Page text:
Friday, 6 November 2009

What a waste?

My parents came to stay last night.  This happens quite frequently because my mum, who is a saint in human form*, comes up once a week to help me take A&S swimming and my dad, who isn't very well, prefers to be where she is (bless!).

So anyway, last night, my dad had some dinner for his old cricket team (he hasn't played cricket since about 1975 but still), so we had the pleasure of my mum's company for the evening.

We were talking about my current dilemmas, options and choices when she said "funny really; after all that expensive education you're going to throw it all away to make hats. Ha ha."

That was a joke by the way.

Except I didn't find it terribly amusing.  Because, guess what, that's occurred to me too.  I am ridiculously expensively- and well-educated. My dad worked long hours in a stressful job to pay for this and my siblings and I did what we were "supposed" to do by going on to good universities, getting good degrees, and good jobs. Now here I am; with (allegedly) potential to go "all the way" in my Proper Job, and I'm talking about walking away from it to look after my children.  Is that a waste of my education?  Apparently my father thinks so.  And although it was a "joke", I suspect my mother's not far away.

Now I don't want to go through this all again because even I'm bored of it and I've come to the conclusion that I've got to do what feels right for me and my family, even if I don't yet know what that is.  But what worries me is that if even my own parents don't understand that what hope have I got that anyone else will?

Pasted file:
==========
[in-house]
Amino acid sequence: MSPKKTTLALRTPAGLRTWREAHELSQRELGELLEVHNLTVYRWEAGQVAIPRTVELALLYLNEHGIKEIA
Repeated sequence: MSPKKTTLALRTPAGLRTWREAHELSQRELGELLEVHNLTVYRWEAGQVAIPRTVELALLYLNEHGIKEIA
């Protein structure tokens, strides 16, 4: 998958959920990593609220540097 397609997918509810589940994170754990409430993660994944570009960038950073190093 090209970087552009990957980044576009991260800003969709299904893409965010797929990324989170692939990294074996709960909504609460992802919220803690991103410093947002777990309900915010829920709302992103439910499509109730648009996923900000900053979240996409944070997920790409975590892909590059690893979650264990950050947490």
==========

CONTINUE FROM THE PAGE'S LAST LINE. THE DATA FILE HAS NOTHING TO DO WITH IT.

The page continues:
* and, like, I imagine, most saints, she makes mere mortals (including yours truly) feel guilty and irritable much of the time...


  1. My opinion is that your past makes you who you are - your life experience so far can never be 'wasted' or 'thrown away'. Besides, did you want to leave school at 16 to go to art college and be a Milliner?

  2. Oh so so familiar. My mum is of the generation that pioneered so we didn't have to stay at home with the children. it has taken her 4 years to come to terms with the fact that I have make a choice to stay at home with my children, to influence their early years, as I will never have this option again. For the first time ever last week she told me she thinks I have done the right thing and that the boys are blessed to have their mummy at home.

    It was my choice and I did what was right for me and my family at that time. It will not be everyone's choice, but I have made sacrifices. I will not be going back to my old job, as I dont want to work full time until the children are off at college. My choice again, my sacrifice and sad as it is they are worth it.